The photographer was lovely - think Jack Nicholson - with an easy nature and a dry sense of humour who wasn't phased at all (that he showed anyway) by the two children who insisted on hanging from my chest for the first ten minutes of his visit (yeah, I forgot to do that as well before he got there.)
I, on the other hand, have not had to talk to anyone of the non-mommy variety in almost two years and am lost in any conversation that does not involve poo, puke or any other such scintillating baby related topics.
I was seriously out of my depth. I wittered on about anything and everything, god forbid there be even a HINT of silence. No sirrreeeee! I blathered on and on and on... All the while, the socially conscious part of my brain was screaming, "SHUT UP YOU MORON! SHUT UP!!!!" Did I listen?
Instead, I smiled and laughed and made the kind of small talk that even my North American roots were ashamed by.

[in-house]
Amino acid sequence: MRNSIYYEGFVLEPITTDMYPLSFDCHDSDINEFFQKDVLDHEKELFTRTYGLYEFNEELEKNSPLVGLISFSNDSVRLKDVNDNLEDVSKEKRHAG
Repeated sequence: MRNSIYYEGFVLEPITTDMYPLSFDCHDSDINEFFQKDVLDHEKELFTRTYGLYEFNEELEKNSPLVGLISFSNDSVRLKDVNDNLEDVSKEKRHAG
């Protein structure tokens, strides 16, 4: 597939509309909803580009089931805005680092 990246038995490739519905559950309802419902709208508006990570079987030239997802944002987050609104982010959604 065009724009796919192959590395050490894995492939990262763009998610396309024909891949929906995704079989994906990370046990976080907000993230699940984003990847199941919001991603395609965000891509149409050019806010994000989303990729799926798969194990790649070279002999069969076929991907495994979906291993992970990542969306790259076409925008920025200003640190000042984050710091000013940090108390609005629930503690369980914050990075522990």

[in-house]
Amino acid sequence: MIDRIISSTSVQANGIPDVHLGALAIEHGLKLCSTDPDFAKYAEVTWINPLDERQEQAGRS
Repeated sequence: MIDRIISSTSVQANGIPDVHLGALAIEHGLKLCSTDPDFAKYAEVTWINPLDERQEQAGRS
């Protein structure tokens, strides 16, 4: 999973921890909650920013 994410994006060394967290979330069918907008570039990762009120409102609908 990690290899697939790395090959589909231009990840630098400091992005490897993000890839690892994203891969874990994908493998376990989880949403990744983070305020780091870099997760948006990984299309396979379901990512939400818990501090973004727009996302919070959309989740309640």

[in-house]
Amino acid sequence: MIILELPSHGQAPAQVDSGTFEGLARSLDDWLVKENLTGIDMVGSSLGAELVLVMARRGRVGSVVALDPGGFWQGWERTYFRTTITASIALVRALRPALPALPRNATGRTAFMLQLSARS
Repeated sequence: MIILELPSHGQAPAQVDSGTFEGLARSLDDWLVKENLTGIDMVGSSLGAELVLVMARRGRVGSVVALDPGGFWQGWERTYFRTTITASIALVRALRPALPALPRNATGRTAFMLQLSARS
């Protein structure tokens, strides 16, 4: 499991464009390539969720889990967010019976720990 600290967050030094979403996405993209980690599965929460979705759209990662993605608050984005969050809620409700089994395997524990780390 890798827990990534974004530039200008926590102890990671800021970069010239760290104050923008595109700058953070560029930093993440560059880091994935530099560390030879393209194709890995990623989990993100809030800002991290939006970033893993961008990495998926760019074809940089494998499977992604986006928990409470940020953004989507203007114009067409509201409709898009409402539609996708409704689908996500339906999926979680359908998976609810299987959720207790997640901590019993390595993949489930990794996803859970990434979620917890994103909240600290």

Afterwards, in the vague hope that my social awkwardness was all in my head, I asked himself if I had been over the top at all, expecting of course him to say something along the lines of, " Of course not darling! You were lovely! The perfect hostess!"
Unfortunately, not having read the script, he improvised with something that went a bit along the lines of, "Well, you did go on a bit towards the end..."
In other words, Yes darling, you have the social graces of a nimrod and should really just stick to smiling and nodding unless otherwise directed.
Oh well! At least I remembered to bin the nappy.
Tuesday, December 1, 2009
Unfortunately, I committed none of them to paper (not that I ever do, but somehow the phrase "committed none of them to internet/keyboard/computer" doesn't have quite the same ring) and as I have yet to figure out how to transmit my thoughts telepathically (the lazy blogger's dream!) it seems that all of my work was for nought.